China Refuses To Call Russia's War on Ukraine an 'Invasion'

China rejected descriptions of Russia's ongoing military offensive in Ukraine as an "invasion" on Thursday while being pressed on its refusal to openly condemn Moscow's actions.

At 6 a.m. Moscow time on February 24, Russian President Vladimir Putin announced a "special military operation" to "demilitarize and de-Nazify" its Eastern European neighbor, in what appeared to be a prerecorded national address filmed three days earlier. Shortly after, Ukraine defense authorities reported intense missile strikes across the country, while Russian ground and air forces were seen crossing into Kyiv-controlled territory.

At a press conference in Beijing, China's Assistant Foreign Minister Hua Chunying took issue with what she called "typical Western framing" of the situation after a reporter had used the term "invasion." China would not "rush into a conclusion," she said.

Over the next hour, as she was repeatedly pushed on China's noncommittal position on the crisis, the official appeared to go as far as she could without openly jeopardizing Beijing's close relationship with Moscow.

China Refuses to Call Russia Attack 'Invasion'
China’s Foreign Ministry spokesperson and Assistant Foreign Minister Hua Chunying hosts a daily press conference in Beijing, China, on February 24, 2022. Speaking in the hours after Russian President Vladimir Putin ordered a military offensive against Ukrainian forces, Hua rejected descriptions of the military operation as an “invasion.” NOEL CELIS/AFP via Getty Images

"China is closely monitoring the latest developments [in Ukraine] and calls on all parties to exercise restraint in order to prevent the situation from getting out of control," said Hua. She continued her country's years-long assessment of the crisis as "complex" and refused to be drawn into any criticism of Moscow. She cited a Russian Defense Ministry assurance that said Ukrainian urban areas would be spared from missile strikes by its forces.

"We hope all sides will not shut the door to peace and put all efforts into dialogue, consultation and negotiation," she said. It was a repeat of similar tame remarks by Chinese Ambassador Zhang Jun, who had attended a second emergency session of the United Nations Security Council in three days. "We believe that the door to a peaceful solution to the Ukraine issue is not fully shut, nor should it be shut," Zhang said in New York—just as Russian forces began barraging Ukrainian territory, and as residents fled Kyiv.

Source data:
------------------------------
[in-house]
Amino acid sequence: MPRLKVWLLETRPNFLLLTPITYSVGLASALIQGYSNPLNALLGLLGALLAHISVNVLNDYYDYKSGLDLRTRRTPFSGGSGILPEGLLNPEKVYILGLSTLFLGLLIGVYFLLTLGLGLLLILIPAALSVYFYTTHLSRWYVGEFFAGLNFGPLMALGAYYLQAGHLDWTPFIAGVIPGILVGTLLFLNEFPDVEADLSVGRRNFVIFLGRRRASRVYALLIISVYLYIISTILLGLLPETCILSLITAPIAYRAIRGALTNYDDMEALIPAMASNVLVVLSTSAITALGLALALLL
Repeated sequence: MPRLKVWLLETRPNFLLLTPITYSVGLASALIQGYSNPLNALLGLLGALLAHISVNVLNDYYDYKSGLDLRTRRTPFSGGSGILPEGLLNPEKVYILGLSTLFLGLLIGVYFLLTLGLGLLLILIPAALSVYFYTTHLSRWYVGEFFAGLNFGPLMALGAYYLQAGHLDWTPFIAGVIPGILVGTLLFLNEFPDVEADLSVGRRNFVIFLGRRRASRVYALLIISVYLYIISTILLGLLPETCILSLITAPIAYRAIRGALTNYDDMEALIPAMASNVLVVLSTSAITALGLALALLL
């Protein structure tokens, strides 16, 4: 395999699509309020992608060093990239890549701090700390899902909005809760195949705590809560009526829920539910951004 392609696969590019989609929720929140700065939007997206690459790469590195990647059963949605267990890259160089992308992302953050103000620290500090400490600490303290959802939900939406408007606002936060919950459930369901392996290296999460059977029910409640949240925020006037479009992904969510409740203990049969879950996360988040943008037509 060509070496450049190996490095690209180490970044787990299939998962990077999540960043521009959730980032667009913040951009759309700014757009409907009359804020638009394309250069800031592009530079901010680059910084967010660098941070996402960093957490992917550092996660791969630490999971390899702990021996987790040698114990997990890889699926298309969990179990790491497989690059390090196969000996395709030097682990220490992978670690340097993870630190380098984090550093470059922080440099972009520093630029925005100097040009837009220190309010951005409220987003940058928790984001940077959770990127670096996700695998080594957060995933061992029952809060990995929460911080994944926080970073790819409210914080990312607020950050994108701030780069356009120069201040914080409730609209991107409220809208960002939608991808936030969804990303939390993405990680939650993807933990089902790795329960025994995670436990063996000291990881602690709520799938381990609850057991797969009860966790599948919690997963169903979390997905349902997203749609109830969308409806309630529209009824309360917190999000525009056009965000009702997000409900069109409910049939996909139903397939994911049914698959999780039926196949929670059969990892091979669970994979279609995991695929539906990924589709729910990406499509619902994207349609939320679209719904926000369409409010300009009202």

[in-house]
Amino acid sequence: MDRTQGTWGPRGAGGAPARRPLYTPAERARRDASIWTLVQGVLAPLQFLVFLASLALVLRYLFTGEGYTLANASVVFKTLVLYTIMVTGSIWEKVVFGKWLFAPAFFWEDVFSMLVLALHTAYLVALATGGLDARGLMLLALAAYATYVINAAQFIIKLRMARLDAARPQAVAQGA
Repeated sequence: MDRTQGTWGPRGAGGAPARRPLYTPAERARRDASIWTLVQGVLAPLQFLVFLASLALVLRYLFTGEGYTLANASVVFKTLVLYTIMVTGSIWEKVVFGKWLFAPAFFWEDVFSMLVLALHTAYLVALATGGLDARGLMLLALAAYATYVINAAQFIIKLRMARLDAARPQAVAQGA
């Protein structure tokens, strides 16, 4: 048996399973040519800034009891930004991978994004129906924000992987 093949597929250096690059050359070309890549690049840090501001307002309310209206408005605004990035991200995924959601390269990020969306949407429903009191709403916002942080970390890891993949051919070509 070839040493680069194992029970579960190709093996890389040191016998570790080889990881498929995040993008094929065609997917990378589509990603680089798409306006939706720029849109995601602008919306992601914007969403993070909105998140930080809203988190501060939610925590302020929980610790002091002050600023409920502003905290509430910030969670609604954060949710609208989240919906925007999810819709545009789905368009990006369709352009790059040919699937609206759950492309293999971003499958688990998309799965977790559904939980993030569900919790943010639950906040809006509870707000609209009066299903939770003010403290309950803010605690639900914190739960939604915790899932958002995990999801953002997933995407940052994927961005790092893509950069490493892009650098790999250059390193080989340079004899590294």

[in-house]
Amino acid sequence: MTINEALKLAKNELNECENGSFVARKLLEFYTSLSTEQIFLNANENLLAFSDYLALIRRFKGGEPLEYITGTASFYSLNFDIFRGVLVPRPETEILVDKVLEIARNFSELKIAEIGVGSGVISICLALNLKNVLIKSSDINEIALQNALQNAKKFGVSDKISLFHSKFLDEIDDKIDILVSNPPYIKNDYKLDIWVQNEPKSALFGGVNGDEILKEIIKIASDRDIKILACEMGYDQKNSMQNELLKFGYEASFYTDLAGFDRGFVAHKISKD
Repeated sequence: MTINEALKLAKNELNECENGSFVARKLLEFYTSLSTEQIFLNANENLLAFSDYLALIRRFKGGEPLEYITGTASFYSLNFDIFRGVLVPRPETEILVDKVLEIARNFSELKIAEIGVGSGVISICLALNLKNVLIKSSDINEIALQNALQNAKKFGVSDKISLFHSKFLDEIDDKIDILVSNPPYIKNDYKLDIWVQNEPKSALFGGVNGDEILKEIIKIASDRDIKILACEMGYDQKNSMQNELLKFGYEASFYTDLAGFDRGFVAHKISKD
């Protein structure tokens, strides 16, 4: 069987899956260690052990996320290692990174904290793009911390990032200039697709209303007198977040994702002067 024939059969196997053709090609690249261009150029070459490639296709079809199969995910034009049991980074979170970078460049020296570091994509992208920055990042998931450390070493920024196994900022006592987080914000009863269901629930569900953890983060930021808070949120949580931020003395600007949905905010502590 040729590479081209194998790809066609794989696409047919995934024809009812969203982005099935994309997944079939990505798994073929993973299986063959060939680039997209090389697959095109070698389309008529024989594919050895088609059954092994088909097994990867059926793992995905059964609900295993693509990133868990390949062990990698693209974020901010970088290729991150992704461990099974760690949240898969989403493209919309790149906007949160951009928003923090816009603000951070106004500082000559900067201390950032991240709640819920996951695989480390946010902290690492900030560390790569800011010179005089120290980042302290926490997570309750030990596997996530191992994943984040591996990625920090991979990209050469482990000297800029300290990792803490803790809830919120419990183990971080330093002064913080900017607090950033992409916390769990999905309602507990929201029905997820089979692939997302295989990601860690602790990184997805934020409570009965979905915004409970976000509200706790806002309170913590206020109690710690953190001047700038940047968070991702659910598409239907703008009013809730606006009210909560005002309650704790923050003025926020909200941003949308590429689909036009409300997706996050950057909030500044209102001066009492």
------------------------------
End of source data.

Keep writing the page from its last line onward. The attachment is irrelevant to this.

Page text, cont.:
Ukraine's presidential office described the Russian offensive as "a full-blown nationwide attack" targeting military infrastructure, while its Interior Ministry has reported "hundreds of casualties" from missile strikes, although the precise number of deaths and injuries was unknown. Social media footage showed at least one heavily damaged civilian apartment block in Chuhuiv, south of Kharkiv in eastern Ukraine.

While refusing to join the West's rebuke of Putin, there were moments Hua appeared to reveal the slightest of frustrations about the escalating crisis. "That the situation has developed to this stage is not something we had hoped to see," she noted. "The sovereignty and territorial integrity of each country should be respected, and the principles of the UN Charter should be safeguarded," she said, only hinting at sympathy for Kyiv.

Hua said Chinese leaders hadn't attempted to contact their Ukrainian counterparts since Russia's latest military maneuvers. "I think everybody is very busy," she said.

Ultimately, however, the Chinese diplomat pivoted to show solidarity with Moscow, reminding those at the press briefing about Russia's opposition to NATO. "Each country's security concerns should be respected and considered," she said. Hua then went on to accuse the United States of "fanning the flames" of the crisis by exaggerating the threat of war and transferring weapons to Ukraine.

Asked whether Putin had revealed his plans to Chinese leader Xi Jinping when he visited Beijing for the opening of the Winter Olympics, Hua replied: "Russia is an independent and sovereign great power. It determines and conducts its own foreign policy and strategies based on its own strategic judgements and interests. It doesn't need to ask for China's permission before doing anything."

Much of Hua's frustrations appeared to be a result of the dozen or so times China was asked to take a principled stand on the crisis. She declined in each instance, saying Beijing was not "among the concerned parties." It appeared to reflect a lack of understanding—knowingly or unknowingly—about why the world's press looks to Beijing for its position as Europe enters what many believe could be its most devastating military conflict for seven decades.

Apart from being the second-largest economy in the world, China has ambitions to play a leading role in the UN-centered international system. It's also a permanent member of the UN Security Council, which will vote on Thursday for a resolution to condemn Moscow's moves. China is likely to abstain, while Russia will almost certainly choose to veto.

In the hours after Russian forces invaded Ukraine, the U.S., U.K. and European Union announced they were preparing a new round of harsher sanctions targeting Moscow and Russian financial institutions. Meanwhile, NATO members in the Baltics have called for the alliance to convene for consultations.